A Guide to the Production and Use of Medical Marijuana.
A common understanding of cannabis could prevent needless arrests and prosecutions, free up law enforcement to focus on serious crime, and save California’s communities millions of dollars.
This booklet explains the basics of medical marijuana.
Part I gives scientific facts about its uses, dosage and yields. Part II explains the legal setting. Part III offers a model Safe Access Now ordinance for guidelines, and Part IV gives details of several States’ laws. It also includes references and websites for the reader’s use.
The United States government has garnered some very useful research during its decades of experience in producing and providing medical marijuana. Its compassionate IND program has demonstrated that about six pounds of cannabis per year is a safe and effective dosage to alleviate chronic health problems, and also how to estimate garden yields. Ironically, federal law denies medical marijuana as a defense in court.
State law is a separate jurisdiction, however, and a laboratory for medical and legal reforms. Since California voters passed Proposition 215, the 1996 law giving qualified people a legal right to cultivate and possess cannabis for medicine, courts have grappled with an issue left unresolved by the ballot mandate: How much medical marijuana is a reasonable supply?
In 2003, Senate Bill 420 sought to reduce arrests and provide better access by creating a voluntary ID card program, adding new legal protections for collective activities and distribution, and carving out a minimal safe harbor from arrest for qualified people.
The amount protected is inadequate for many — eight ounces of dried mature processed flowers of female cannabis plant or the plant conversion plus six mature or 12 immature plants per patient.
However, it also empowers doctors, cities, counties and the courts to protect greater amounts. Case law reiterates that those amounts are “a threshold, not a ceiling” and preserves the Prop 215 right to a reasonable supply of cannabis.
It is safest for patients and caregivers to stay within those quantities. Unfortunately, this is not always possible or practical. California patients with chronic ill health and safe access to high quality cannabis strains often smoke three pounds or more of “sinsemilla bud” per patient year, amid a broad range of dosages. Patients who eat cannabis or ingest it in other forms require several times as much raw material as the smoked dosage. Outdoor and indoor growers cultivate with very different garden techniques ranging from a few large plants to scores of much smaller plants.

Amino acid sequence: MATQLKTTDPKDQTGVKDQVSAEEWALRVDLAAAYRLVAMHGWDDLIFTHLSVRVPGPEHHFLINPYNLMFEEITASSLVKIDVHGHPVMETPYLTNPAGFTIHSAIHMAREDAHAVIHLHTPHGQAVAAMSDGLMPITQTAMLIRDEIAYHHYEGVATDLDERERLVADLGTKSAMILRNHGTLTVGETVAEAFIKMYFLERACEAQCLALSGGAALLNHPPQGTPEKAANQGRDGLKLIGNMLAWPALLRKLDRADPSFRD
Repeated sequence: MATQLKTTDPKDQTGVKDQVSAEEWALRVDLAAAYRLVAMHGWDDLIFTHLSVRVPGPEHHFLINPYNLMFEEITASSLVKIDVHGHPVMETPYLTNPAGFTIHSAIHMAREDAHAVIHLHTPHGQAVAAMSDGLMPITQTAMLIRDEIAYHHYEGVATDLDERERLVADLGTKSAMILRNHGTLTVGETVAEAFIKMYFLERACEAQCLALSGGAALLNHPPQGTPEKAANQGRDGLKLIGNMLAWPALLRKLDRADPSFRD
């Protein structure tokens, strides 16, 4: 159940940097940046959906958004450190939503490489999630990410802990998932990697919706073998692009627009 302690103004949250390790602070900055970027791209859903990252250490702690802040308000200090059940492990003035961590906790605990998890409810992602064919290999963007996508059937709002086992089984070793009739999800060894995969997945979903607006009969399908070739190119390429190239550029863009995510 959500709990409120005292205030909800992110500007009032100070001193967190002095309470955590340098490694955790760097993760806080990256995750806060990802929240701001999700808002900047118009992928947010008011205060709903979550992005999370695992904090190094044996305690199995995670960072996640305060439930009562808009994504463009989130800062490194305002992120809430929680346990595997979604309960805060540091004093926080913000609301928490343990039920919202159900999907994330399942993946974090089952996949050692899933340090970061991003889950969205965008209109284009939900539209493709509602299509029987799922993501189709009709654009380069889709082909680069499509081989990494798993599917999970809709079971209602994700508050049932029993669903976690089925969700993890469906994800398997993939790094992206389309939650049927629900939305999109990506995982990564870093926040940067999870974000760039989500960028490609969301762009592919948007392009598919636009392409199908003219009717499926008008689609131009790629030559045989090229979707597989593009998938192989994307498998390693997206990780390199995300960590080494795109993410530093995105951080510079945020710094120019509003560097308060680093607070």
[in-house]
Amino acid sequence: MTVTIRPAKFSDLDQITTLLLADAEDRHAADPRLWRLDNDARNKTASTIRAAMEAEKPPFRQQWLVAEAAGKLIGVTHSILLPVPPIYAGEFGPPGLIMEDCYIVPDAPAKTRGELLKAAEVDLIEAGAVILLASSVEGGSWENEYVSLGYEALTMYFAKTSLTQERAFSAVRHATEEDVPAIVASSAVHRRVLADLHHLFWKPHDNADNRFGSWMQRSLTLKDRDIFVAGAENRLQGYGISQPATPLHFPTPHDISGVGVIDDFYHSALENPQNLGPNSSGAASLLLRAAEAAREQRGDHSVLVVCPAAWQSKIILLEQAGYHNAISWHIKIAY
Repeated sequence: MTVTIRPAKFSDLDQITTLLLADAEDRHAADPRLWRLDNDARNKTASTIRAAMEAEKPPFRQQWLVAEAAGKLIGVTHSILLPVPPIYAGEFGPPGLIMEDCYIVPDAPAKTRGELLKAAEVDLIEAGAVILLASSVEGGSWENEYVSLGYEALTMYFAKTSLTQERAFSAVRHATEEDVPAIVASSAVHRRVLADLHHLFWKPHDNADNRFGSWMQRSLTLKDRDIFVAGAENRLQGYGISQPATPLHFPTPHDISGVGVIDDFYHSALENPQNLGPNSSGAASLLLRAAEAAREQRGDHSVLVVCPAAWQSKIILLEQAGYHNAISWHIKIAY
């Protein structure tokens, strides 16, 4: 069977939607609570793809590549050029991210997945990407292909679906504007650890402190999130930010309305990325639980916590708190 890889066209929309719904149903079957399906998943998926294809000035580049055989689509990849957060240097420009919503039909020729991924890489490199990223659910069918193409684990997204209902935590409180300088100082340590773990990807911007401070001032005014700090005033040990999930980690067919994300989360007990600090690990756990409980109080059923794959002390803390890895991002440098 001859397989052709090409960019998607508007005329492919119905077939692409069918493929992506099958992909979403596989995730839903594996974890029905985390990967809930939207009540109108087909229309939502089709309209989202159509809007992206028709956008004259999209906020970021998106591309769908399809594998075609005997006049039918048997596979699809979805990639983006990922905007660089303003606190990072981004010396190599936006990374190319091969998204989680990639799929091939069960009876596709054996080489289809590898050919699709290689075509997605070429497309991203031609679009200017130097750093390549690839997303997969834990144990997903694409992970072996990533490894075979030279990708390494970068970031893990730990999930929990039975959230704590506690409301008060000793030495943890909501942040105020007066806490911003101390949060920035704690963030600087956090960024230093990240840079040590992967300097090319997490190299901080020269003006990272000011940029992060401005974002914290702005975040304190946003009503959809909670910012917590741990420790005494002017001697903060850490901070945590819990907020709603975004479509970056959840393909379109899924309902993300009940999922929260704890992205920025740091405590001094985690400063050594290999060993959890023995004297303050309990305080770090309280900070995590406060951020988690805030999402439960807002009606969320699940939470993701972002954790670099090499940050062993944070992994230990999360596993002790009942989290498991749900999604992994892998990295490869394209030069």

Data in the federal Drug Enforcement Administration’s Cannabis Yields provides a scientific method that lets patients grow indoors or out in any format they wish, yet makes it easy to gauge the output. Safe Access Now proposes a compromise based on half the IND dosage plus a proportionate canopy area. That equates to a safe harbor per qualified patient of up to three pounds of bud and as many plants as fit within 100 square feet of garden canopy. Be they large or small, if the plants cumulative canopy covers less than that area, the garden is a reasonable size.
This system is simple, yet it works. It eliminates the need to train police to assess complicated medical needs, calculate yields, distinguish male plants from female or immature from mature flowering, determine what part of a crop is usable, or understand consumption, processing or storage. Counting plants is never required. To check compliance, all an officer needs is a scale and tape measure.
This booklet shows how and why those safe harbor guidelines can and should be expanded by localities, doctors, and by the legislature. You can help advance this process. Whether a patient, physician, policy maker, prosecutor, police officer, or concerned citizen, please take a stand for the principles of reason, compassion and the rule of law.
Cannabis Yields and Dosage
Special thanks to doctors Michael Alcalay MD, David Bearman MD, Philip Denney MD, Jeffrey Hergenrather MD, Claudia Jensen MD, Frank Lucido MD, Tod Mikuriya MD, Ethan Russo MD, and other physicians for review of medical issues; to Eric Sterling and attorneys Joe Elford, Omar Figueroa, William Logan, David Nick, William Panzer, Robert Raich and others for review of legal issues; and to Dr. Michael Baldwin, Andrew Glazier, Richard Muller, my wife Mikki Norris, SAN co-founder Ralph Sherrow, DrugSense, MPP, NORML and others for their help in researching, preparing and publishing this document.
For more information on what you can do to help, visit these websites: safeaccessnow.net and chrisconrad.com. Thank you.
Chris Conrad, Court-qualified cannabis expert. Director, Safe Access Now.
PO Box 1716, El Cerrito CA 94530 • www.safeaccessnow.net
© 2004, 2005, 2006, 2007, 2008, 2009, 2010 by Chris Conrad. All rights reserved. Sixth updated edition.
NOTICE: This booklet is not a substitute for medical care or legal counsel. It cannot list every law or court decision, but care has been taken to select and characterize key cases. This information is current as of March 1, 2009. Laws and rulings cited are subject to change or reinterpretation at any time.
About the author
Chris Conrad is director of Safe Access Now, author of Hemp: Lifeline to the Future and Hemp for Health, and curator of the Hash-Marijuana-Hemp Museum (Amsterdam). Chris has qualified as a cannabis expert more than 150 times in the California, other State and federal US courts.
His recognized cannabis expertise includes issues of hemp, personal use, medical use, dosage, consumption, religious use, cultivation, yields, preparations, pricing, sales and intent. http://www.chrisconrad.com/